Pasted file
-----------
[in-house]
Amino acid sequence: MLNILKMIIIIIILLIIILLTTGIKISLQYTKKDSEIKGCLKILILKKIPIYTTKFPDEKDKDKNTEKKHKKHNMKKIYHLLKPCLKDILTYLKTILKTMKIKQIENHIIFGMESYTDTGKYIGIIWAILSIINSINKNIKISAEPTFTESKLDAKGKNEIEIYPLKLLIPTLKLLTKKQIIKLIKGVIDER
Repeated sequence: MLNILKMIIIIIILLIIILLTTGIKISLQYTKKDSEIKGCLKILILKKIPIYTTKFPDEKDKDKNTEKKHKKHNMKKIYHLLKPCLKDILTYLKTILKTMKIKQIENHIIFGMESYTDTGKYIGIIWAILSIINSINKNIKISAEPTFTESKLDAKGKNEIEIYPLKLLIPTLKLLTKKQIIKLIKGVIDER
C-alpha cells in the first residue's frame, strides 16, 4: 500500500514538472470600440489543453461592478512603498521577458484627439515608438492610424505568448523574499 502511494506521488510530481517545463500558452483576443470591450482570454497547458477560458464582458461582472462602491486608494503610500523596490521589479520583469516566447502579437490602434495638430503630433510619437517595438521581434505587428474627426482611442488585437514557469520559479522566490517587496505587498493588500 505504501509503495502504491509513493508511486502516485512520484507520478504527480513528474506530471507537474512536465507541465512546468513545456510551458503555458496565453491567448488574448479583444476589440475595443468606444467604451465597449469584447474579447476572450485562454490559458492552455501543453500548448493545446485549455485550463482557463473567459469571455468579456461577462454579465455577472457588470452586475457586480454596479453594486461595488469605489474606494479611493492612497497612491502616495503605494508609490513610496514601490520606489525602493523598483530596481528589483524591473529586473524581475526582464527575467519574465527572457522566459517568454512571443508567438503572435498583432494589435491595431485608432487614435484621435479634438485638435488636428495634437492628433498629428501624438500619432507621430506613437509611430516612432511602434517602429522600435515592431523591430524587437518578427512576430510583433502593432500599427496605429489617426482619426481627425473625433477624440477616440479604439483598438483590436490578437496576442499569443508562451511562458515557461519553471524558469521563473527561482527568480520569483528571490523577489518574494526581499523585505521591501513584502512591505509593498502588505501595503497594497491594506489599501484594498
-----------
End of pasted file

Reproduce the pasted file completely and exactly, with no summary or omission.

[in-house]
Amino acid sequence: MLNILKMIIIIIILLIIILLTTGIKISLQYTKKDSEIKGCLKILILKKIPIYTTKFPDEKDKDKNTEKKHKKHNMKKIYHLLKPCLKDILTYLKTILKTMKIKQIENHIIFGMESYTDTGKYIGIIWAILSIINSINKNIKISAEPTFTESKLDAKGKNEIEIYPLKLLIPTLKLLTKKQIIKLIKGVIDER
Repeated sequence: MLNILKMIIIIIILLIIILLTTGIKISLQYTKKDSEIKGCLKILILKKIPIYTTKFPDEKDKDKNTEKKHKKHNMKKIYHLLKPCLKDILTYLKTILKTMKIKQIENHIIFGMESYTDTGKYIGIIWAILSIINSINKNIKISAEPTFTESKLDAKGKNEIEIYPLKLLIPTLKLLTKKQIIKLIKGVIDER
C-alpha cells in the first residue's frame, strides 16, 4: 500500500514538472470600440489543453461592478512603498521577458484627439515608438492610424505568448523574499 502511494506521488510530481517545463500558452483576443470591450482570454497547458477560458464582458461582472462602491486608494503610500523596490521589479520583469516566447502579437490602434495638430503630433510619437517595438521581434505587428474627426482611442488585437514557469520559479522566490517587496505587498493588500 505504501509503495502504491509513493508511486502516485512520484507520478504527480513528474506530471507537474512536465507541465512546468513545456510551458503555458496565453491567448488574448479583444476589440475595443468606444467604451465597449469584447474579447476572450485562454490559458492552455501543453500548448493545446485549455485550463482557463473567459469571455468579456461577462454579465455577472457588470452586475457586480454596479453594486461595488469605489474606494479611493492612497497612491502616495503605494508609490513610496514601490520606489525602493523598483530596481528589483524591473529586473524581475526582464527575467519574465527572457522566459517568454512571443508567438503572435498583432494589435491595431485608432487614435484621435479634438485638435488636428495634437492628433498629428501624438500619432507621430506613437509611430516612432511602434517602429522600435515592431523591430524587437518578427512576430510583433502593432500599427496605429489617426482619426481627425473625433477624440477616440479604439483598438483590436490578437496576442499569443508562451511562458515557461519553471524558469521563473527561482527568480520569483528571490523577489518574494526581499523585505521591501513584502512591505509593498502588505501595503497594497491594506489599501484594498